Antibiotic Growth Promoters on Their Way Out
Thursday January 12, 4:31 am ET
Can Feed Additives be a Successful Replacement?
LONDON, January 12 /PRNewswire/ -- By January 2006 there will complete implementation of the European Union's (EU) ban on antibiotic growth promoters. Stakeholders across the supply chain are at various stages of preparation. The last four antibiotics currently being used as growth promoters - flavophospholipol, monensin sodium, salinomycin sodium and avilamycin - will be completely phased out.
"The impact of the ban will be greater in the short term, as livestock producers and the markets associated with them attempt to adjust to the change," remarks Frost & Sullivan Industry Manager Kathy Brownlie. "However, in the medium and long term, impacts will be minimal."
The effects of the ban will vary between countries and regions as well as between various livestock sectors. The impact will be more severe on livestock sectors such as the swine and the poultry industries than on others.
Similarly, Southern Europe might feel the effects most strongly, perhaps because many farmers in this region are not really aware of the many alternative feed additives available and the benefits they offer. This makes them resistant to change and unwilling to consider new product opportunities. Scandinavia, on the other hand, is far better prepared.
Other factors such as the standards of hygiene management and animal husbandry followed on livestock units also play a part in determining the extent of the ban's impact. Production units that have high standards in this respect will be less affected since antibiotic growth promoters are usually less effective in such an environment.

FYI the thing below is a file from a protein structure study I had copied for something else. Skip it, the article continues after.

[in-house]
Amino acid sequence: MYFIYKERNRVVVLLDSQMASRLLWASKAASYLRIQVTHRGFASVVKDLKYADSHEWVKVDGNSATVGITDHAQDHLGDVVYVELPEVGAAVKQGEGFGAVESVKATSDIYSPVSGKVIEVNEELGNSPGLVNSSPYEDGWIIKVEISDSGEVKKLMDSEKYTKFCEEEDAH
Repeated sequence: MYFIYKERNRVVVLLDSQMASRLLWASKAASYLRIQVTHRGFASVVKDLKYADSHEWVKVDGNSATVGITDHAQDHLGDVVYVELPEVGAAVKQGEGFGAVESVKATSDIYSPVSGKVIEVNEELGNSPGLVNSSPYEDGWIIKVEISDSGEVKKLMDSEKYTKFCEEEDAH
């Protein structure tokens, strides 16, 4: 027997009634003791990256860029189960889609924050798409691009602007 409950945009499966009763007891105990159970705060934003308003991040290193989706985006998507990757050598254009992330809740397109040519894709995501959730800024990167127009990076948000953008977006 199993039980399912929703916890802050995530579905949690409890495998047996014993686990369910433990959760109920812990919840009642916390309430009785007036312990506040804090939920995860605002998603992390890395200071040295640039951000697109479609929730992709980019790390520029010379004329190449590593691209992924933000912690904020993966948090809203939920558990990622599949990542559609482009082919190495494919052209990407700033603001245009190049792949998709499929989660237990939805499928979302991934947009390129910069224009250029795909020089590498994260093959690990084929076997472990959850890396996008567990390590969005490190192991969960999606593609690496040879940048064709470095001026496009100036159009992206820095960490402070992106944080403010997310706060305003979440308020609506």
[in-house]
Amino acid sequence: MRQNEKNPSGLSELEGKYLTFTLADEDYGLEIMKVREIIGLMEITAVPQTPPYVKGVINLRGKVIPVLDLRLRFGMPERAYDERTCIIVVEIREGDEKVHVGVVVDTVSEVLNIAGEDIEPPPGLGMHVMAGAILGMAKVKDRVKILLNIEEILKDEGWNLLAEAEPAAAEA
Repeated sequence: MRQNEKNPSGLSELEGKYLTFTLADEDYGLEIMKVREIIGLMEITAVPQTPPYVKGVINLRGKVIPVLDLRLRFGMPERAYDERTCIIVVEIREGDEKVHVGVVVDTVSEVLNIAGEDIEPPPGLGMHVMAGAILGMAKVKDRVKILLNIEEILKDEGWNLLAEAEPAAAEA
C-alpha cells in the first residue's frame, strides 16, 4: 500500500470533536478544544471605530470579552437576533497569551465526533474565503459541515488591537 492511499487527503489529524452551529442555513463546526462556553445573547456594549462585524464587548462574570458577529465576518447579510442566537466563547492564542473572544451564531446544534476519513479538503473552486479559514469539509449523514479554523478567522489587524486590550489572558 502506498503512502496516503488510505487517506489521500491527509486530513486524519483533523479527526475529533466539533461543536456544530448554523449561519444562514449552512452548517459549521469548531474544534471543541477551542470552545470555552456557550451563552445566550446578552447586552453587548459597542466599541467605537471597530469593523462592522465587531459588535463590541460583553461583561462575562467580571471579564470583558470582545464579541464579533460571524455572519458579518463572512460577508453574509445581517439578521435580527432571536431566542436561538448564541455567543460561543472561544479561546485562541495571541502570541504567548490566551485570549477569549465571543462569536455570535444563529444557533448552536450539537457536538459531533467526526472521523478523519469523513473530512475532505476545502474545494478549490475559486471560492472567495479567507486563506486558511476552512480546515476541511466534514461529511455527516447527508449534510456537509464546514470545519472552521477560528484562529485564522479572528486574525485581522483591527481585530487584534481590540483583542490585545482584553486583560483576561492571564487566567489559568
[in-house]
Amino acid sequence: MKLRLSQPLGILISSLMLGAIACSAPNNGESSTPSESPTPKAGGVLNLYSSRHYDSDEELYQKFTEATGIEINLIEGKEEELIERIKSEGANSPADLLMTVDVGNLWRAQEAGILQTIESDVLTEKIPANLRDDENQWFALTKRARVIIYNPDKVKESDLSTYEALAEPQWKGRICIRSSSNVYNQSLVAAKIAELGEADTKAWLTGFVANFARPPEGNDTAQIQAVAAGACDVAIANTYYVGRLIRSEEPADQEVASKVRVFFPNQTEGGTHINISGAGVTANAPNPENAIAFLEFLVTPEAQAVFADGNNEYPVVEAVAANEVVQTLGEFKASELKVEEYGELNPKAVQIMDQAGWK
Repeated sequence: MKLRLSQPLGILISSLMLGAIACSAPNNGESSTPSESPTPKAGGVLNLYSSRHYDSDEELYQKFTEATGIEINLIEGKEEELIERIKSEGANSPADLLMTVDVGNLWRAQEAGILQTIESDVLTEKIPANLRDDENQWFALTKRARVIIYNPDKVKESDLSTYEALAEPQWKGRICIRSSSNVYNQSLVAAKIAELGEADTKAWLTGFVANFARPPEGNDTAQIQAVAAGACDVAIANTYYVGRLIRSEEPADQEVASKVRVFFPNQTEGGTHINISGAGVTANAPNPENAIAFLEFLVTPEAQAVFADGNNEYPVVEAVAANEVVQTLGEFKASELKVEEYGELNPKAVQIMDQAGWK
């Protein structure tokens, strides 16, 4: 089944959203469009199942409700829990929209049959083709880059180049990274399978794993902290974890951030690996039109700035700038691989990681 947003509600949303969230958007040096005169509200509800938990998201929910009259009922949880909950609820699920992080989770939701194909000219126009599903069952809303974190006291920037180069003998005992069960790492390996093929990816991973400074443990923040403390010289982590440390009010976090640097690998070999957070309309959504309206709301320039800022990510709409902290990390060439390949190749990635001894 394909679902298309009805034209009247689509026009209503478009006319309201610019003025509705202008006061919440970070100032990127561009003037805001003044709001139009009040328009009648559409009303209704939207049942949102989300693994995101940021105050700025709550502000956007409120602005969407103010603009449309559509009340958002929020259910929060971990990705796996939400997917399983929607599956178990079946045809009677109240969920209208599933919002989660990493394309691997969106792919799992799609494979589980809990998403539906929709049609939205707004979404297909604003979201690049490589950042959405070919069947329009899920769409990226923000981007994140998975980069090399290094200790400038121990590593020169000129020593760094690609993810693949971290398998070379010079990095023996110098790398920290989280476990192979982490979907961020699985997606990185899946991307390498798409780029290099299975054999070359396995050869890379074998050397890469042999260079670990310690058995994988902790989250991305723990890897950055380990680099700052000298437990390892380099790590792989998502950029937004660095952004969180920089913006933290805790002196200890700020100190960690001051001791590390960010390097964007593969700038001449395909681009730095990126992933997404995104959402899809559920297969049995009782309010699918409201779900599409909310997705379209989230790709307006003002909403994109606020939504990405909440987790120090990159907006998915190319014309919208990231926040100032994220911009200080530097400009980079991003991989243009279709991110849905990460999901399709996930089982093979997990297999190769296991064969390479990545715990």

Overall, countries in the EU are expected to face challenges such as reduced animal growth rates and decreased feed conversion efficiency as a result of the ban. Due to falling feed conversion ratios, livestock and poultry producers may need more feed than usual to produce one kilogram of meat. This implies higher production costs, but on the other hand it implies increased revenues for the animal feed industry.
With increased production costs, the price of EU meat may increase. This will be a problem for livestock producers as it is unlikely that they will be able to pass on these costs to the consumer. Conversely, the ban on antibiotic growth promoters could lead to improved perceptions of EU meat in the global market, especially in light of the growing consumer demand for natural and organic food products.
EU countries face perhaps their strongest challenge in identifying alternative products that can successfully replace antibiotic growth promoters. Currently, some livestock producers are already using additives such as organic acids and enzymes as possible replacements, but proprietary blends and other kinds of additives are expected to emerge as substitutes as well.
However, the level of uptake of these alternatives remains to be seen. Traditionally, feed additives have been used for different purposes in the EU. In Southern Europe, for instance, the use of feed acids is aimed at feed preservation. There is little awareness about the performance-enhancing properties of these additives, which explains farmers' reluctance to use them in this capacity.
"While the use of alternative feed additives is one of the ways to minimise the impacts of the antibiotic growth promoter ban, it is generally considered that there are no 'cure-all' or feed additive alternatives currently available that can act as a direct replacement," says Ms. Brownlie. "It is believed that a high standard of animal husbandry and hygiene management is needed, and that when using feed additives to help promote growth, a combination of additives is required."
Source: Frost & Sullivan
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